TUESDAY, Oct. 30 (HealthDay News) -- The development of 6-month-old babies who are diagnosed with autism in toddlerhood is very similar to that of children without autism, a new study suggests.
"We always thought that if a child had autism, we would be able to tell during infancy . . . but we were wrong," said study author Rebecca Landa, director of the Center for Autism and Related Disorders at Kennedy Krieger Institute in Baltimore. "At 6 months of age, babies who end up with autism by age 3 are scoring similarly on tests to children who didn't have autism."
The study also sheds doubt on the notion that cases of autism that are spotted early are necessarily more severe. The researchers report that youngsters with early-identified autism (spotted at or before 14 months of age) did initially perform less well than a group whose autism was identified later. However, by the time children from both of these groups reached 3 years of age the gap narrowed so that they showed very similar levels of function.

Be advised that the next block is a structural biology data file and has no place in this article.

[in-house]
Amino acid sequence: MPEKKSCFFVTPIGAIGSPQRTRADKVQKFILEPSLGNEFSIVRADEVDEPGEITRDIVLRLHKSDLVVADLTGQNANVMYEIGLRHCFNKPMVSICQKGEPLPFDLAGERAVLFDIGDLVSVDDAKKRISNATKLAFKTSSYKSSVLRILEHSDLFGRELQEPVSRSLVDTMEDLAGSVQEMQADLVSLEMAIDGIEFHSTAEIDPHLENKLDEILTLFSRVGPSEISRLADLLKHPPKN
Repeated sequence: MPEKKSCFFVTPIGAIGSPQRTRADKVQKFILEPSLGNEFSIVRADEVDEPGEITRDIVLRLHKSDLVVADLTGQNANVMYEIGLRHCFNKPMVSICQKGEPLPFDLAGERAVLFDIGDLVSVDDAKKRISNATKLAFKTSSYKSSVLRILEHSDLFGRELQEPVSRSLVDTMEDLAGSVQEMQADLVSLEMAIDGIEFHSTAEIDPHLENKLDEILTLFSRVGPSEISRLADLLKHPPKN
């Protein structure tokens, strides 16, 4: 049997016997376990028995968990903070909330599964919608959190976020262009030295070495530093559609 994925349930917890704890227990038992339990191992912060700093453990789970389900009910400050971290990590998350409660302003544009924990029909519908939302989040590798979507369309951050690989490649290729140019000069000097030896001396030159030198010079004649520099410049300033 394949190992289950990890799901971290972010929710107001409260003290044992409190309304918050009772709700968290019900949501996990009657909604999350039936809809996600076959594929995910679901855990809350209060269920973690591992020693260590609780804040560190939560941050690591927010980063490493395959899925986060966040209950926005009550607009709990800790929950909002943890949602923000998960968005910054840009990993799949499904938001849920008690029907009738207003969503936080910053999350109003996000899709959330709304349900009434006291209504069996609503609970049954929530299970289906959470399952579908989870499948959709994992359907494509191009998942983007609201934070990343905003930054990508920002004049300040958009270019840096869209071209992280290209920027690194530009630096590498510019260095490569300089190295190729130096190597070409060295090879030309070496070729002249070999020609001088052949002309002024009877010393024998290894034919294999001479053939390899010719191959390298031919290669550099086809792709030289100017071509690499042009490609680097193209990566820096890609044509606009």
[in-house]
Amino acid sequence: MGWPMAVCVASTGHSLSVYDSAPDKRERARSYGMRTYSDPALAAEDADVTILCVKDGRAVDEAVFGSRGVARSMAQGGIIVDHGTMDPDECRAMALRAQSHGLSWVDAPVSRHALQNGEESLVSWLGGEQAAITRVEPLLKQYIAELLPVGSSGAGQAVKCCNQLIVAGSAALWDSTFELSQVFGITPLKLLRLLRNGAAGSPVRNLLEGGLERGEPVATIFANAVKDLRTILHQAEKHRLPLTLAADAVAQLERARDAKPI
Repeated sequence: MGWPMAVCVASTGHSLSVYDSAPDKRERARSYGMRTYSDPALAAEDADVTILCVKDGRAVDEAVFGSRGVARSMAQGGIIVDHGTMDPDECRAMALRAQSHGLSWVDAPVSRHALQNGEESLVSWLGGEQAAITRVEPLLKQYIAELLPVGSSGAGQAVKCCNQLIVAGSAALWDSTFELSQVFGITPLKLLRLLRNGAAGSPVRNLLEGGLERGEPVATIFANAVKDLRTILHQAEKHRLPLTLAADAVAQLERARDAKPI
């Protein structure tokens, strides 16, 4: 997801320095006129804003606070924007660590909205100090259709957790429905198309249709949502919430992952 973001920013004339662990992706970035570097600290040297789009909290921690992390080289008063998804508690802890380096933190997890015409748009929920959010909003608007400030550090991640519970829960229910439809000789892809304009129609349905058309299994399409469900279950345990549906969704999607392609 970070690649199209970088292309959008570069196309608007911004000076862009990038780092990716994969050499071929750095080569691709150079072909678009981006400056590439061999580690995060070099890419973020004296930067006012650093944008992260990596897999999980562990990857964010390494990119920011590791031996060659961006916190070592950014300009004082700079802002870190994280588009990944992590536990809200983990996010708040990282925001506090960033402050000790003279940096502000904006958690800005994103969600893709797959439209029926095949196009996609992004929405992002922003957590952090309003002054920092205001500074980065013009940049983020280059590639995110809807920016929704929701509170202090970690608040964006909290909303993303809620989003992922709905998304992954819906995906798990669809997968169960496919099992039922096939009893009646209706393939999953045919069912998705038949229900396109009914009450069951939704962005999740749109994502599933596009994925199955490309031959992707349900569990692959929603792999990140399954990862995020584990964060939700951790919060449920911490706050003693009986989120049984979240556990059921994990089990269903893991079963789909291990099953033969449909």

The study is published Oct. 30 in the journal Child Development.
Affecting about one in 88 American children, conditions on the autism spectrum are developmental disorders that cause difficulties in social skills, language and communication. They can range from mild to severe, and are typically identified by the age of 3.
In the new study, researchers analyzed 235 children with and without an older sibling with autism (since genetics influence risk for the disorder), testing them six times between 6 months and 36 months of age.
Among the skills tested were fine motor skills, speaking skills, understanding of spoken language and how often the children shared emotions and initiated communications with others.
Children with autism typically developed noticeable symptoms either around their first birthday or later in toddlerhood but still prior
All rights reserved